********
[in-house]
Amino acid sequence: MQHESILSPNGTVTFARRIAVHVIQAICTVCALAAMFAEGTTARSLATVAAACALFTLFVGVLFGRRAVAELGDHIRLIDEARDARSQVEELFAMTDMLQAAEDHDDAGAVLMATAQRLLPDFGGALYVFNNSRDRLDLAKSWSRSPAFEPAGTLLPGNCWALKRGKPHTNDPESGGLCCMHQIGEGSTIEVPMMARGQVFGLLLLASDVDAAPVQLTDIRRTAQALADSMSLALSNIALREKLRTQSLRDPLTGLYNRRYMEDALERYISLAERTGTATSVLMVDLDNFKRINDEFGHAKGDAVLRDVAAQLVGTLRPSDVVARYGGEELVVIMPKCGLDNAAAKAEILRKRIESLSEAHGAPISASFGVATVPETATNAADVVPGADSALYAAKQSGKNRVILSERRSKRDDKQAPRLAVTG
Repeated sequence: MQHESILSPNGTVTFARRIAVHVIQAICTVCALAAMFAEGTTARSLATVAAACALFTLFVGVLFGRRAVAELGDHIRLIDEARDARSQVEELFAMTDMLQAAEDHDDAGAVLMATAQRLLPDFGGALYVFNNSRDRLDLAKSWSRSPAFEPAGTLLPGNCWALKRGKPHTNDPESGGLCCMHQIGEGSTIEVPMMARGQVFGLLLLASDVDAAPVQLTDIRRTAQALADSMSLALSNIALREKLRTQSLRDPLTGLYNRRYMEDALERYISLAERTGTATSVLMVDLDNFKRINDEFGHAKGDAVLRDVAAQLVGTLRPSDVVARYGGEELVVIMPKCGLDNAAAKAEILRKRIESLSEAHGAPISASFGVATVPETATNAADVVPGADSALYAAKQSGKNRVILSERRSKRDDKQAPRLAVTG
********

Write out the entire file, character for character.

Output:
[in-house]
Amino acid sequence: MQHESILSPNGTVTFARRIAVHVIQAICTVCALAAMFAEGTTARSLATVAAACALFTLFVGVLFGRRAVAELGDHIRLIDEARDARSQVEELFAMTDMLQAAEDHDDAGAVLMATAQRLLPDFGGALYVFNNSRDRLDLAKSWSRSPAFEPAGTLLPGNCWALKRGKPHTNDPESGGLCCMHQIGEGSTIEVPMMARGQVFGLLLLASDVDAAPVQLTDIRRTAQALADSMSLALSNIALREKLRTQSLRDPLTGLYNRRYMEDALERYISLAERTGTATSVLMVDLDNFKRINDEFGHAKGDAVLRDVAAQLVGTLRPSDVVARYGGEELVVIMPKCGLDNAAAKAEILRKRIESLSEAHGAPISASFGVATVPETATNAADVVPGADSALYAAKQSGKNRVILSERRSKRDDKQAPRLAVTG
Repeated sequence: MQHESILSPNGTVTFARRIAVHVIQAICTVCALAAMFAEGTTARSLATVAAACALFTLFVGVLFGRRAVAELGDHIRLIDEARDARSQVEELFAMTDMLQAAEDHDDAGAVLMATAQRLLPDFGGALYVFNNSRDRLDLAKSWSRSPAFEPAGTLLPGNCWALKRGKPHTNDPESGGLCCMHQIGEGSTIEVPMMARGQVFGLLLLASDVDAAPVQLTDIRRTAQALADSMSLALSNIALREKLRTQSLRDPLTGLYNRRYMEDALERYISLAERTGTATSVLMVDLDNFKRINDEFGHAKGDAVLRDVAAQLVGTLRPSDVVARYGGEELVVIMPKCGLDNAAAKAEILRKRIESLSEAHGAPISASFGVATVPETATNAADVVPGADSALYAAKQSGKNRVILSERRSKRDDKQAPRLAVTG